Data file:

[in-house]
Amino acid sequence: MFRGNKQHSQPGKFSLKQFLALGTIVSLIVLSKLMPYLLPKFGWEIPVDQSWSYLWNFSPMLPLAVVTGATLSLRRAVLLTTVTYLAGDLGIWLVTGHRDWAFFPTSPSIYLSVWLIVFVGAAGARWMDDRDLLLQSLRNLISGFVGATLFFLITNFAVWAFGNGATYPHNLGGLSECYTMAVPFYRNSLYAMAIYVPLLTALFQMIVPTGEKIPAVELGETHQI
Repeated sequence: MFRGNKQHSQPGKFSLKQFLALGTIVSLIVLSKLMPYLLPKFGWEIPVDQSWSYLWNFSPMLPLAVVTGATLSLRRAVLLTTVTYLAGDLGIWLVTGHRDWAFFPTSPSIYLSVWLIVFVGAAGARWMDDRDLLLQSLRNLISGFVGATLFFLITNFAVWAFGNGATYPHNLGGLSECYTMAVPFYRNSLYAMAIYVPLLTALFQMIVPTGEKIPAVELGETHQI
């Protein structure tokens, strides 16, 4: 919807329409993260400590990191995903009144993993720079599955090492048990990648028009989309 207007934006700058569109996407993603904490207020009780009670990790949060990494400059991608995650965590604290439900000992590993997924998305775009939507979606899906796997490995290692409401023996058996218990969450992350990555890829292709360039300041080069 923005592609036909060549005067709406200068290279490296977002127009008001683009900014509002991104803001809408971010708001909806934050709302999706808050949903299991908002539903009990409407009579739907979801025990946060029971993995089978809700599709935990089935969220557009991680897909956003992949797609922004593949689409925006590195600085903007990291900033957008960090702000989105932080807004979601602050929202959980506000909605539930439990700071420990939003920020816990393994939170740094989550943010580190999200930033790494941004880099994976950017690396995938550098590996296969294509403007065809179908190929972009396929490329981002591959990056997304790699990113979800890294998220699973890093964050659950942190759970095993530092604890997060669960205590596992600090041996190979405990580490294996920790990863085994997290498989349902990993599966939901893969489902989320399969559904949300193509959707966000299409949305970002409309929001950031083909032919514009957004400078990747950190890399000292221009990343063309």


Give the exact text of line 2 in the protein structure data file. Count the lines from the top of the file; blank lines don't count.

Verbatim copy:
Amino acid sequence: MFRGNKQHSQPGKFSLKQFLALGTIVSLIVLSKLMPYLLPKFGWEIPVDQSWSYLWNFSPMLPLAVVTGATLSLRRAVLLTTVTYLAGDLGIWLVTGHRDWAFFPTSPSIYLSVWLIVFVGAAGARWMDDRDLLLQSLRNLISGFVGATLFFLITNFAVWAFGNGATYPHNLGGLSECYTMAVPFYRNSLYAMAIYVPLLTALFQMIVPTGEKIPAVELGETHQI